It may sound like a compact economy car from the 1980s, but a charette is the next step in the continuing Rt. 3 visioning process.
The Rt. 3 visioning process began in early May when the Orange County Board of Supervisors, Economic Development Authority (EDA) and Planning Commission agreed to make expanding the county’s economy a top priority to bring prosperity to both residents and businesses. And where’s the perfect area to expand the economy in Orange County? Route 3. In July, the three boards had a retreat focusing on the expansion initiative and in August, the boards, along with business and landowner stakeholders, spent a day traveling around to specific well-developed areas in Virginia gaining ideas about what Rt. 3 could look like.
At a joint meeting last week between supervisors, planning commission and EDA members, District 2 Supervisor Jim White explained the visioning process is a like a tree. He said while the best time to sow a seed for development was 20 years ago, the next best time is today.
“Think of this initiative as a plant, perhaps a tree,” he said. “From a seed we have advanced to [many] branches. Every meeting, every progress adds another leaf to the tree. This will take a lot of leaves going forward, but they are all important.”
The next step to add leaves to the tree is a charette. County administrator Julie Summs explained that a charette is a collaborative planning process that utilizes the talents and expertise of interested parties to create and support a vision or direction that represents significant community change. She said engaging in a charette would allow members of all three boards to further refine the vision for the Rt. 3 area.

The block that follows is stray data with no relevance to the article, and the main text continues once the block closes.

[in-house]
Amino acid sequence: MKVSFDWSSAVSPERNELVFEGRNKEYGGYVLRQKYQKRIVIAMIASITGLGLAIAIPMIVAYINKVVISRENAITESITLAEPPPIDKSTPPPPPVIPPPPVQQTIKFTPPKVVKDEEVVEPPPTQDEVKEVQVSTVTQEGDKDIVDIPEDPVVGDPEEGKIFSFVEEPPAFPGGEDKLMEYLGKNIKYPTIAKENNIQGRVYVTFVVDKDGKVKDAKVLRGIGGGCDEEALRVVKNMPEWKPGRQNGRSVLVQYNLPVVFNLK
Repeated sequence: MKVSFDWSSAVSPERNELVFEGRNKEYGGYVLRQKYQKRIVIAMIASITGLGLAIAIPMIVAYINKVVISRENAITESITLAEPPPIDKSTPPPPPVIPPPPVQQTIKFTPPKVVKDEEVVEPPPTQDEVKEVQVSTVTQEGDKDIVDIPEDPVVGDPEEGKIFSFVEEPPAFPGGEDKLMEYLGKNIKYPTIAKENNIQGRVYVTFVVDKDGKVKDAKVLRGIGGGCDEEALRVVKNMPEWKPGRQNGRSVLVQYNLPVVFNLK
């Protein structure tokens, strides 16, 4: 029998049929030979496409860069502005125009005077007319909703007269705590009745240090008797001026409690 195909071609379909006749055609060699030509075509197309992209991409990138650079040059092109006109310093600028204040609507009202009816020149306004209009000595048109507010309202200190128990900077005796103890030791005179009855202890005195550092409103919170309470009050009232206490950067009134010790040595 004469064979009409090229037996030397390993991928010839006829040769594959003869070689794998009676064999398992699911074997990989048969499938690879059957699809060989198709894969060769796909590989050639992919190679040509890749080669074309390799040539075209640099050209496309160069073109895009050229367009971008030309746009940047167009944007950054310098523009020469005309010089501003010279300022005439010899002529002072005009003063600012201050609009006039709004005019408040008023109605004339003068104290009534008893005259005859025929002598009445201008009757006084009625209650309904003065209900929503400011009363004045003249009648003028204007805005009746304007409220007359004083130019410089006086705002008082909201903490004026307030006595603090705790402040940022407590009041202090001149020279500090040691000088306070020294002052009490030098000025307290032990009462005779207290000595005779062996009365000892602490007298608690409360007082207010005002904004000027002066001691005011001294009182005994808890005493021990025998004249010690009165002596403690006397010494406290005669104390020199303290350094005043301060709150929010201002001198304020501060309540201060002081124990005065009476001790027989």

“I’m confident this would be the best next step in the planning process,” she said. “If we can get a group together with unbiased ideas and get our vision together, this enables us to take further steps.”
During the charette, Summs said representatives from a multitude of disciplines, including planners, architects, chamber of commerce members, homeowners’ associations, landowners and more, would come together in order to help the board members answer specific questions. Possible questions discussed by the board members included infrastructure needs, specifically related to water, and getting the right balance of businesses in the area.
The charette would be facilitated by an outside entity who would choose the panel of objective representatives. Summs said a group like the Urban Land Institute (ULI) or Bowman Consulting would facilitate the exercise. These groups provide an unbiased platform to evaluate and brainstorm possibilities considered during the charette.
District 5 EDA member Winston Sides suggested developing a land use map prior to the charette focusing on typography and geography to see what could naturally go where in the area.
“We can go a long way with a plan and a map that makes sense,” he said.
County planning director Gregg Zody said developing such a map wouldn’t be difficult and it would “identify natural constraints” and be constructed with “a series of layers as to where things can go.”
Members of all three boards agreed to the charette as the next step in the process. It will be held in February over one to two days likely somewhere in the eastern end of the county to allow for a touring of the areas involved in the visioning process. Experts will study any associated documents four to eight weeks prior to the charette and will provide a written report within eight weeks after the event.
Following the discussion of the charette, all three boards unanimously approved a proposed timeline of the visioning process through fiscal year 2015. The timeline, which the boards said should act as a goal and not a set deadline, calls for a draft master plan by the second quarter of 2014, somewhere between April and June.